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School for teachers

Even though classes aren’t in session at Opp High School, there has still been lots of activity in the building during July.

That activity has been from the approximately 575 elementary, middle and high school teachers who are attending the “summer institute” for the Alabama Math, Science and Technology Initiative (AMSTI). During last week, and for the rest of this week, the teachers received training each day on innovative ways to teach the subjects of math, science and technology to their students.

“The content is still the same as it’s always been — one plus one is still two,” said Nadine Scarborough, director of the summer institute, which is administered through the Troy University AMSTI headquarters. “We’re just looking at different ways of presenting the material through experiments and hands-on learning. We’ve found that students today, by using these methods, have a better chance of actually learning the material, rather than just memorizing it for a test.”

Teachers who attended the institute on Monday participated in a variety of activities, including building race cars to test physics and creating a compost heap — complete with live worms — as a lesson in soil and decomposition.

Scarborough explained that the teachers who attended the summer institute will be able to teach these same lessons to their students during the upcoming school year.

“The certified trainers that are training our school teachers are classroom teachers, themselves,” she said. “They’ve used the AMSTI materials in their classrooms before, and they know they work. Our school teachers experience everything here at the institute as if they were students themselves.”

AMSTI was created by Gov. Bob Riley in 2000 as a way to help Alabama public school students better compete in the important subjects of math and science. In order for a school to be named an AMSTI school, at least 80 percent of its faculty must attend a summer institute two years in a row. Andalusia Elementary School hosted last year’s summer institute.

“We try to find a host school that’s centrally located,” Scarborough said. “But our territory is the largest in the state, and it’s hard to find a location that’s convenient for everybody. We cover an area as far as Escambia County to the south, Butler County to the west and Houston County to the east.”

Opp Superintendent Michael Smithart said AMSTI has been a success at Opp Middle School and OHS, and he is proud to have OHS hosting this year’s summer institute.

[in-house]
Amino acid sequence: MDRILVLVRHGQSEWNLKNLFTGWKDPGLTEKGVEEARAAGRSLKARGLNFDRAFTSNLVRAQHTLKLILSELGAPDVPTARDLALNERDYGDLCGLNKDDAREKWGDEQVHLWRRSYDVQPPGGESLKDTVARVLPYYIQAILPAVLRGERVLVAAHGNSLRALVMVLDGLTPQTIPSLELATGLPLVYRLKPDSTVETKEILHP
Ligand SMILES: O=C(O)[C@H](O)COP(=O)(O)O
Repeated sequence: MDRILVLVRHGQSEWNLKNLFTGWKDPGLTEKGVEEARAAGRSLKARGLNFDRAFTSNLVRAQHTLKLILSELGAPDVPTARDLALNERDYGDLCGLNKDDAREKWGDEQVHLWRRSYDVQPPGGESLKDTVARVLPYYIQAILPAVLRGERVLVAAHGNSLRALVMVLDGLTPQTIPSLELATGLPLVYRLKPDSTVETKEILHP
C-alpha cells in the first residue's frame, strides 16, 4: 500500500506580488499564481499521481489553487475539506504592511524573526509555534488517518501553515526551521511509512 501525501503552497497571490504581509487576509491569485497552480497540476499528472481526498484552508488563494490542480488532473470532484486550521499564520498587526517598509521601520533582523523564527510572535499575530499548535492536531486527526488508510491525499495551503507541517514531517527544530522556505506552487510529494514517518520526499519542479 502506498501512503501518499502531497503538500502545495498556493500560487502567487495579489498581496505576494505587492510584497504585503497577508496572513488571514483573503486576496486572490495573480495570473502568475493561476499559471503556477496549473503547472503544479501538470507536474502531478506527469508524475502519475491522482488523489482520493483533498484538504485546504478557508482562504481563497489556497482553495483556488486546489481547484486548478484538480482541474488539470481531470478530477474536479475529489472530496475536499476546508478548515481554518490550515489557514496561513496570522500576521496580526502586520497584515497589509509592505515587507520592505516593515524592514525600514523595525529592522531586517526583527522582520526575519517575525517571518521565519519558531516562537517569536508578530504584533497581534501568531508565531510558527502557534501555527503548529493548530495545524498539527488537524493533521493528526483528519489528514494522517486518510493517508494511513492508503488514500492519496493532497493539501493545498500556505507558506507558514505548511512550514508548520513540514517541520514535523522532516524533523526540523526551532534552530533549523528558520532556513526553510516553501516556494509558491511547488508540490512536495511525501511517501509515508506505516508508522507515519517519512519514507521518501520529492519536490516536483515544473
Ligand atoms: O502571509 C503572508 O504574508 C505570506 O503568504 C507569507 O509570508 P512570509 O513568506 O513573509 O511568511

“Hosting this training is simply an opportunity to provide what little assistance we can,” he said. “We have the facilities and the space needed for the number of participants and we are more than happy to help out. On a personal note, one of our administrators, Aaron Hightower, and two teachers, Robin Spurlin and Chasity Dee, are serving as presenters, so this is an opportunity to ‘show off’ some of our staff.”

The state provides the AMSTI materials to participating schools, and teachers can continue to use many of those materials for years.

“The math materials our teachers keep to keep; we just refurbish the materials every so often,” Scarborough said. “The science modules are rotates every nine weeks from one school to another. Basically, they go to a school for nine weeks, then return to the warehouse where we refurbish them, and then they go out for another school to use.”

Covington County schools that participate in AMSTI are Red Level School, Pleasant Home School, Fleeta Jr. High School, Straughn Middle School, Straughn High School, Florala City Middle School, Opp Middle School, Opp High School, Andalusia Elementary School, Andalusia Middle School and Andalusia High School.

“It is evident that schools that have implemented AMSTI are performing at significantly higher rates than non-AMSTI schools,” Smithart said. “We are certainly pleased to have Opp Middle School as an AMSTI school and we have found that not only are students performing better, but they truly find the activities fun and engaging.”